Anyone see the Andrews 28 review in Sail? - SailNet Community
 
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post #1 of 10 Old 03-03-2009 Thread Starter
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Anyone see the Andrews 28 review in Sail?

It looks sexy to me. For what it is. Fast in light wind, retractable keel, bowsprit, spartan overnight accomodations, yanmar, smallish.

I'm not buying now, but in a few years this might be a boat I could sail.

I like that it is on the small size, performs, and is somewhat cruisable.

Opinions?

Link to the manufacturers website: "Sylvana Yachts" introduces new yachts design: ANDREWS 28

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post #2 of 10 Old 03-03-2009
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The Andrews 28 is definately not my cup of tea. I can appreciate those who like the modern, racy looks and the likely fast sailing characteristics. However, the cabin is waayyyy too "spartan" for my taste, particularly for a boat claiming to be any part cruiser.

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post #3 of 10 Old 03-03-2009
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I have yet to be inside one, but one is racing here in Puget sound, looks nice from the outside. Too small for my tastes by 5-7', but still a style of boat I like. If it is in the length range etc that you want, suits you speed wants in a boat, take a look. Do not worry about what others think of the sparteness etc.

marty

She drives me boat,
I drives me dinghy!
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post #4 of 10 Old 03-03-2009
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I climbed in one at the boatshow in Annapolis last year. It is spartan down below, but I loved the boat. Then it was going for 100k bare bones and 120k ready to race. The retractable keel is something that peaks my interests. It has enough 'comforts' for me and is something I'd seriously look at if I had the money. Good deck layout and nice hardware, adjustble jib lead cars were nice. Make no mistake, this isn't a cruiser. Or even a cruiser/racer. Its a racer with bunks. But I liked it.

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post #5 of 10 Old 03-03-2009
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Andrews 28

Well I had a good look over it at the Vancouver Int'l Boat show and was somewhat impressed. It was built as a sport boat using the latest in technolgy and materials (carbon fiber spars) has a 7' retractable bulb keel, is trailerable and likely a speed demon. As well and lightly built it is, it was not designed for creature comforts and the spartan interior is really a hose it out interior, literally. It is aimed at a specific target market and one should be prepared for minimalist accommodations, strictly camping inside. This boat will cost about $100,000.00 canadian dollars and is made in British Columbia, Canada. Nice boat, but not for me.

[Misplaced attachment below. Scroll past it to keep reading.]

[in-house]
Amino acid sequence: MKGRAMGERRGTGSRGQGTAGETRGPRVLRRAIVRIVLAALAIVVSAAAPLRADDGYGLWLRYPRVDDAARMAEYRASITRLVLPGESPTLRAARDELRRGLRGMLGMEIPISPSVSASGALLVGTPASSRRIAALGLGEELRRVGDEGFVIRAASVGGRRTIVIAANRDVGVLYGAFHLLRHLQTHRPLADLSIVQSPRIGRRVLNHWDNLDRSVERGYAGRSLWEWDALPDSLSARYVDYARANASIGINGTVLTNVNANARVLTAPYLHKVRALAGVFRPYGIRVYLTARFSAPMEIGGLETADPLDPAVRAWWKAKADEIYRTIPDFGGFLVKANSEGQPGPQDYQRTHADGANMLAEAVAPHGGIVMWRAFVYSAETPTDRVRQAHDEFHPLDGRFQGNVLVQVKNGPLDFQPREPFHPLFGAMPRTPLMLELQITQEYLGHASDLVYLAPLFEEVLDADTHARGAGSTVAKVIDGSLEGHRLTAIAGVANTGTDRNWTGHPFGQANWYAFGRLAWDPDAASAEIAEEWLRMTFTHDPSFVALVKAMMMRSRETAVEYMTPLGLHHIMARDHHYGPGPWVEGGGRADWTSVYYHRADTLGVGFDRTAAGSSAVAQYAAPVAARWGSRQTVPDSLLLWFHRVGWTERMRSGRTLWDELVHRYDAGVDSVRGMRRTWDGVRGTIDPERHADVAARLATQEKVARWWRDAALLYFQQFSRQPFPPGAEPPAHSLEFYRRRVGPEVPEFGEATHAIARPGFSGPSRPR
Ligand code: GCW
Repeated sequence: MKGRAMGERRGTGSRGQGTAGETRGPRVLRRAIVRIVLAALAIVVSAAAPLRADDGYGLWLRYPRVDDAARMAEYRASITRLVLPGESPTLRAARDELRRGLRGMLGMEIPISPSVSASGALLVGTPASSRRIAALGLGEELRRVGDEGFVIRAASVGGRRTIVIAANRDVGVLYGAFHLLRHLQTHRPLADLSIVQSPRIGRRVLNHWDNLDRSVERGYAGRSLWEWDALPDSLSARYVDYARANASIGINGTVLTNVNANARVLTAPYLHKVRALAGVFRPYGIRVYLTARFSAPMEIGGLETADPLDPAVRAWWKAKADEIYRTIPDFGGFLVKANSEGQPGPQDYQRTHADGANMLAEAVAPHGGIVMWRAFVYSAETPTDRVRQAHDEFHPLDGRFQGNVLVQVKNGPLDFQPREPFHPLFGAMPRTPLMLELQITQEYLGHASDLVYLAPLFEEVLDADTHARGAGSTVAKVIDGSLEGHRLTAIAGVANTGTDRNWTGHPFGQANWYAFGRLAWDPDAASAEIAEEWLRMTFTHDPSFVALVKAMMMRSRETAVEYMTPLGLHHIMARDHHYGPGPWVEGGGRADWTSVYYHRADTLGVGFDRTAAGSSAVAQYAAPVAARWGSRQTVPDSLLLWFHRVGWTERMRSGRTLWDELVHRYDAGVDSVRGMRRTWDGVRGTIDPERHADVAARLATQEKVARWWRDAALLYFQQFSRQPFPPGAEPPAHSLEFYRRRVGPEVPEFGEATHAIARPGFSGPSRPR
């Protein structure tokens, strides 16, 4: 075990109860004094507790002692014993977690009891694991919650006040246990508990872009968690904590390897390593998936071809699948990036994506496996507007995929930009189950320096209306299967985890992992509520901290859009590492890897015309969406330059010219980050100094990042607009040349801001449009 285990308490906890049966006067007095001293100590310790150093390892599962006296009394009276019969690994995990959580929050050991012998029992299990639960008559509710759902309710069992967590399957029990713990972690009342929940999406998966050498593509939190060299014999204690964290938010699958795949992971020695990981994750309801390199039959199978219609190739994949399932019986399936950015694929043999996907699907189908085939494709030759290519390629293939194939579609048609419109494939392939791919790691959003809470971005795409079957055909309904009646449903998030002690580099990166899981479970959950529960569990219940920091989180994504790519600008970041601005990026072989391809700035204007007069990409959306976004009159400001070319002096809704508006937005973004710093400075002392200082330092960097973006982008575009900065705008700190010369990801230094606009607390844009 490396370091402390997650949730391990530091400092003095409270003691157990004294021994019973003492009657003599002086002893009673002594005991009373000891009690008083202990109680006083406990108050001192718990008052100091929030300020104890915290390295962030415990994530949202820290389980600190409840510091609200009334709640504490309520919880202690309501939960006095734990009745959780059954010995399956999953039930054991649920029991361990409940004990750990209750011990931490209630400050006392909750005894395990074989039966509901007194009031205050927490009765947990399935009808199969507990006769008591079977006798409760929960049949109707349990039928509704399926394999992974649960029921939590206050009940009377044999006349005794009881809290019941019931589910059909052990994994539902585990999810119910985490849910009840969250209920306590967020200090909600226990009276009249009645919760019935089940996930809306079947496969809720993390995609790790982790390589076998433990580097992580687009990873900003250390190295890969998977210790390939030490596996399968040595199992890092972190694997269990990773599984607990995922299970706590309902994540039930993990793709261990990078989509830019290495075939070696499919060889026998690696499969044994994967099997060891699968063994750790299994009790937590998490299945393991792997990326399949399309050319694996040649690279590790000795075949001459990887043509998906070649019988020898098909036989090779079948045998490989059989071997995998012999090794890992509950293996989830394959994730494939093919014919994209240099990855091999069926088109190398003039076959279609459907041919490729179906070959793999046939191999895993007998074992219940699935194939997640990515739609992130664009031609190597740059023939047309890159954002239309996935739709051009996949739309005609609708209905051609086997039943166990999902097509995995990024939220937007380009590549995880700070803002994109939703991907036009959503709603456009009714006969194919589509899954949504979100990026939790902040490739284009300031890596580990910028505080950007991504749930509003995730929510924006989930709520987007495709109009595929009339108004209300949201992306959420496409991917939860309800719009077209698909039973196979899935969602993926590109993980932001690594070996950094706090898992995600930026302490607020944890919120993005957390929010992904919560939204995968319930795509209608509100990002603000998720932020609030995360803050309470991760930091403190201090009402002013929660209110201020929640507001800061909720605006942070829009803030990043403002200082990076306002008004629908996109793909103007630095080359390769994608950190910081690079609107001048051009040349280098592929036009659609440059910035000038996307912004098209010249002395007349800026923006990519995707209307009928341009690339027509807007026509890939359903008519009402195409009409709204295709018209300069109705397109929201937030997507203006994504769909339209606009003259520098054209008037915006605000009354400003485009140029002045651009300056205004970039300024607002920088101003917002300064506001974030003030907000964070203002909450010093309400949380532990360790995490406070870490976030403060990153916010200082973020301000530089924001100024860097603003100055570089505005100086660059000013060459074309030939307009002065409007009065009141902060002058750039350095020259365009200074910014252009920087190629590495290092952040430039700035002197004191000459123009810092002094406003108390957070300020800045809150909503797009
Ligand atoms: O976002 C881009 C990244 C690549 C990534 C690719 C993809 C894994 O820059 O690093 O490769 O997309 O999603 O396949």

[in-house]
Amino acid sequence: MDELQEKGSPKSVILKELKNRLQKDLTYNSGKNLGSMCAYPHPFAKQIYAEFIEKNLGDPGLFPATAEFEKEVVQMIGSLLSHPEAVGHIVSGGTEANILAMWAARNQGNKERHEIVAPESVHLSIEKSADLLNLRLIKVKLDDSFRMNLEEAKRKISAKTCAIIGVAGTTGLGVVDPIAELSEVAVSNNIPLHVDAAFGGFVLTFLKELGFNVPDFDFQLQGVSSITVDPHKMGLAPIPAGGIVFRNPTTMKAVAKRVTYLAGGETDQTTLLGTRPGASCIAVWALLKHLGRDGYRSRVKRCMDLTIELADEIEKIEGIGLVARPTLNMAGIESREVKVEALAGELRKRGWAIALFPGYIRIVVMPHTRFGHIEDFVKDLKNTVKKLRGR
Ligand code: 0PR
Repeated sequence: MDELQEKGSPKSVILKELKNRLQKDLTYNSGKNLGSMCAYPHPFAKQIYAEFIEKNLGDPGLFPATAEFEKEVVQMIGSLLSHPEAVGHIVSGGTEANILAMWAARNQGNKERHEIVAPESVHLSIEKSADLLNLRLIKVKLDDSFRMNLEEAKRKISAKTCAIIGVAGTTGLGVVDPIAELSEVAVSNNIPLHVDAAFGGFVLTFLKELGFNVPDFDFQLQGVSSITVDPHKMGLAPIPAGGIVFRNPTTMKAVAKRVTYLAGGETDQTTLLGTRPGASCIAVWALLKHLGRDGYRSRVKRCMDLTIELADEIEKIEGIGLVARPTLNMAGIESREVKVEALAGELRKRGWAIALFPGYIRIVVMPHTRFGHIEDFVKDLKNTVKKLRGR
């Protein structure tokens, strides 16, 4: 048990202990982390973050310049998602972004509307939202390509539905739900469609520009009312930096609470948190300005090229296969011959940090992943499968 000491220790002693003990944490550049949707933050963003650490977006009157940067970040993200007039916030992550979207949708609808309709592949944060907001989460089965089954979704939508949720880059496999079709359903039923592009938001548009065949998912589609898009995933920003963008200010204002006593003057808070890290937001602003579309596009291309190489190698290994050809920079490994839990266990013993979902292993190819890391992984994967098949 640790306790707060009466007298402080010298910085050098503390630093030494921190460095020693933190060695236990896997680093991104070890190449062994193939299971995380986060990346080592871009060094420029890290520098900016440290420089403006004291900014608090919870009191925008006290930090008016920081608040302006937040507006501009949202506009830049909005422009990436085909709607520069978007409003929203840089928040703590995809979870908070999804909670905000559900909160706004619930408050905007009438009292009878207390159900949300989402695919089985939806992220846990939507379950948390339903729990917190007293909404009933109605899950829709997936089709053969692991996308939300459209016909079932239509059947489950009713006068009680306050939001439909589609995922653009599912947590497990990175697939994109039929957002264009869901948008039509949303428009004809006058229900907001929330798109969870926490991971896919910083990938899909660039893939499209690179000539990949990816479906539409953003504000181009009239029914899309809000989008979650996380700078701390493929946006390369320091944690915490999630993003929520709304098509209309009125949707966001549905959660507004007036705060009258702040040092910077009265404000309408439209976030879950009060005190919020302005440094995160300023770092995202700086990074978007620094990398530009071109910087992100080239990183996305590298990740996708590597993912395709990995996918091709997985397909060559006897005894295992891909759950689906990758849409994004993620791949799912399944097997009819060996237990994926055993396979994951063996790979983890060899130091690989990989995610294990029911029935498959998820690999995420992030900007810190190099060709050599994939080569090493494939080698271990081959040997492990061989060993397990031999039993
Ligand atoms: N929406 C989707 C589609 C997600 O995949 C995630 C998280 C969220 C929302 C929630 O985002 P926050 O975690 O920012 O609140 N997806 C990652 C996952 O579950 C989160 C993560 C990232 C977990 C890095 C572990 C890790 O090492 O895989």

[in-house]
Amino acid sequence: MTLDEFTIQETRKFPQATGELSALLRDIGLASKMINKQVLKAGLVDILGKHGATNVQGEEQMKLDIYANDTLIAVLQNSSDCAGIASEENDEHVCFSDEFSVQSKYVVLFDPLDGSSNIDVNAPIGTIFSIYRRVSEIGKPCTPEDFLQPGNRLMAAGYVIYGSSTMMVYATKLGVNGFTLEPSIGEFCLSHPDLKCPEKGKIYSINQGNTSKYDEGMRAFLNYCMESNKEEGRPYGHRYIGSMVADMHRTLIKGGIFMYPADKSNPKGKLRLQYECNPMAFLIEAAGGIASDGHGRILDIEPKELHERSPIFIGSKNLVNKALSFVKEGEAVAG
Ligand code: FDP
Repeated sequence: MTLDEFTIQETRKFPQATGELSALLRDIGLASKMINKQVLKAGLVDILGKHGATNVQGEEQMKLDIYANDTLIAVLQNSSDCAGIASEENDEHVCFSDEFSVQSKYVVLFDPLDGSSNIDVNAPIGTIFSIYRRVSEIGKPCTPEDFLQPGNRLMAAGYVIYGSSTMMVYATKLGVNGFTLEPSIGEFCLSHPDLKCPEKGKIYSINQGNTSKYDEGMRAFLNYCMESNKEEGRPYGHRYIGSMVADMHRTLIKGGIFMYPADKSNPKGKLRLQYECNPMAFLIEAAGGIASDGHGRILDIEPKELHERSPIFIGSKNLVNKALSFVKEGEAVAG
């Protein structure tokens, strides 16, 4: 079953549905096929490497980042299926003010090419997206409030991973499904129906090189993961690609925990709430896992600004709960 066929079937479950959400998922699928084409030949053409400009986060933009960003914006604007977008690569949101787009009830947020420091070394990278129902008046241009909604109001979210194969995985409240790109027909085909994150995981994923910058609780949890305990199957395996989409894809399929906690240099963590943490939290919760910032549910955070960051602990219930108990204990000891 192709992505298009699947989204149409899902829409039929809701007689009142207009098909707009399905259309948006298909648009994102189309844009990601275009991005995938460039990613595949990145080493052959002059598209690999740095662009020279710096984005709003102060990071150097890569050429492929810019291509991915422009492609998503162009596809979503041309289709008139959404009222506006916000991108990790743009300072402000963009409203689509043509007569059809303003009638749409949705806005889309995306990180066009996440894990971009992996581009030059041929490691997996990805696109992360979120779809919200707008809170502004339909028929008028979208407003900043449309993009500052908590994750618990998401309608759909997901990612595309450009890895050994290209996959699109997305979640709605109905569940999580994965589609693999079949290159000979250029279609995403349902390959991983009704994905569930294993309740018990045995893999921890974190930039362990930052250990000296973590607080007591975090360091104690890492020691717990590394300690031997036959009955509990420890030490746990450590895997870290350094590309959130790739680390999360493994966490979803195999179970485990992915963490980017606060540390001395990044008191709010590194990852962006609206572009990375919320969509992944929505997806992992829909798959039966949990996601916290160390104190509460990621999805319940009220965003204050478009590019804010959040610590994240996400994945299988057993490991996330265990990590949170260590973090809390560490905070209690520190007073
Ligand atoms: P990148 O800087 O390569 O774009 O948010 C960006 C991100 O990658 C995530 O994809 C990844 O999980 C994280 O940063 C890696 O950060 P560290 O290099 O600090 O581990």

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post #6 of 10 Old 03-03-2009 Thread Starter
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Well, maybe I like it since my C27 is already a camper.

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post #7 of 10 Old 03-03-2009
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I love this boat, and am seriously considering picking one up. The versatility, performance, and design seem hard to match (at any price point). The fact that they are priced in Canadian dollars and accepting the current conversion rate makes it even more sweet.

As for comfort, one has to remember that it is just a 28 foot boat. I feel that the layout has everything you need to be comfortable. Plenty of headroom, soft places to sit, hard places to work, and long berths for a good nights sleep. The fact that it is easy to maintain makes it even more attractive, IMO (wood trim does not by itself make an interior 'comfortable' or 'luxurious'...) It has way more interior than comparable sport boats like the Antrim 27 or even a J-105, etc.

After it sails absolute circles around more 'comfortable' Hunter 27's and Catalina 28's, it will sit happily on its trailer in either dry storage or driveway while the other boats hemorrhage slip fee money out of their owners (very important here in San Diego.)

There are certainly pros and cons to any design, this one hits many of the important aspects of that mix for me.
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post #8 of 10 Old 03-05-2009
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I saw the review and think it looks pretty good. I like spartan and clean. When was the last time Sail Magazine reviewed anything under 30 feet and less than 3-400,000 dollars.
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post #9 of 10 Old 03-07-2009
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I went on the Andrews 28 at the Annapolis boat show this past fall. It has a large interior for a 28 foot boat. It is light enough, and has a retractable keel so it can be reasonably trailered. It has a fully functional interior, with an enclosed head, gally, nav/chart area, a nice sized V berth, an under cockpit berth, and settees with table. The interior is almost all white, with little or no trim. Some people don't like it, but I think it is better since it is lighter, easier to keep clean, and better than the paper thin wood veneers that some manufacturers use.

And of course, it will sail circles around 99% of the boats its size.
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post #10 of 10 Old 03-10-2009
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I love it! Where do I sign?
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